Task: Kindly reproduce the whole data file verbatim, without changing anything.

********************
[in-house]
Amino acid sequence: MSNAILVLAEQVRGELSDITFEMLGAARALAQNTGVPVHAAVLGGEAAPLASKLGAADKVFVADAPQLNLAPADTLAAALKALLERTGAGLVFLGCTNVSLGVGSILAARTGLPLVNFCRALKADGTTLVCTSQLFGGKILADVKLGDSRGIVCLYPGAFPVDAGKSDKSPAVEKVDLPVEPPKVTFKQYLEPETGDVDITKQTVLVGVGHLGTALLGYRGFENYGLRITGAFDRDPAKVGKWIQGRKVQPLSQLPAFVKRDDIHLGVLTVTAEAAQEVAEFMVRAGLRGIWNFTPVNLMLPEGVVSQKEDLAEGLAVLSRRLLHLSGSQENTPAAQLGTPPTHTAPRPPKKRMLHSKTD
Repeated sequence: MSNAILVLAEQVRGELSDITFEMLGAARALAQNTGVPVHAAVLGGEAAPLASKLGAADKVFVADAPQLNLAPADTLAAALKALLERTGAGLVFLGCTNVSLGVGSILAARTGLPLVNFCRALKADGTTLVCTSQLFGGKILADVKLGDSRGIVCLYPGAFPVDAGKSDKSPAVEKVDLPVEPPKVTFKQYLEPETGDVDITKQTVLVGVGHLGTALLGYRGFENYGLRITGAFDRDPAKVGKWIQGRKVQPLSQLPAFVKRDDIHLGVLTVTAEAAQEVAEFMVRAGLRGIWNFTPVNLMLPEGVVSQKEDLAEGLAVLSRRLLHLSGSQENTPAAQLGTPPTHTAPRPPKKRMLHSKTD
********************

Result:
[in-house]
Amino acid sequence: MSNAILVLAEQVRGELSDITFEMLGAARALAQNTGVPVHAAVLGGEAAPLASKLGAADKVFVADAPQLNLAPADTLAAALKALLERTGAGLVFLGCTNVSLGVGSILAARTGLPLVNFCRALKADGTTLVCTSQLFGGKILADVKLGDSRGIVCLYPGAFPVDAGKSDKSPAVEKVDLPVEPPKVTFKQYLEPETGDVDITKQTVLVGVGHLGTALLGYRGFENYGLRITGAFDRDPAKVGKWIQGRKVQPLSQLPAFVKRDDIHLGVLTVTAEAAQEVAEFMVRAGLRGIWNFTPVNLMLPEGVVSQKEDLAEGLAVLSRRLLHLSGSQENTPAAQLGTPPTHTAPRPPKKRMLHSKTD
Repeated sequence: MSNAILVLAEQVRGELSDITFEMLGAARALAQNTGVPVHAAVLGGEAAPLASKLGAADKVFVADAPQLNLAPADTLAAALKALLERTGAGLVFLGCTNVSLGVGSILAARTGLPLVNFCRALKADGTTLVCTSQLFGGKILADVKLGDSRGIVCLYPGAFPVDAGKSDKSPAVEKVDLPVEPPKVTFKQYLEPETGDVDITKQTVLVGVGHLGTALLGYRGFENYGLRITGAFDRDPAKVGKWIQGRKVQPLSQLPAFVKRDDIHLGVLTVTAEAAQEVAEFMVRAGLRGIWNFTPVNLMLPEGVVSQKEDLAEGLAVLSRRLLHLSGSQENTPAAQLGTPPTHTAPRPPKKRMLHSKTD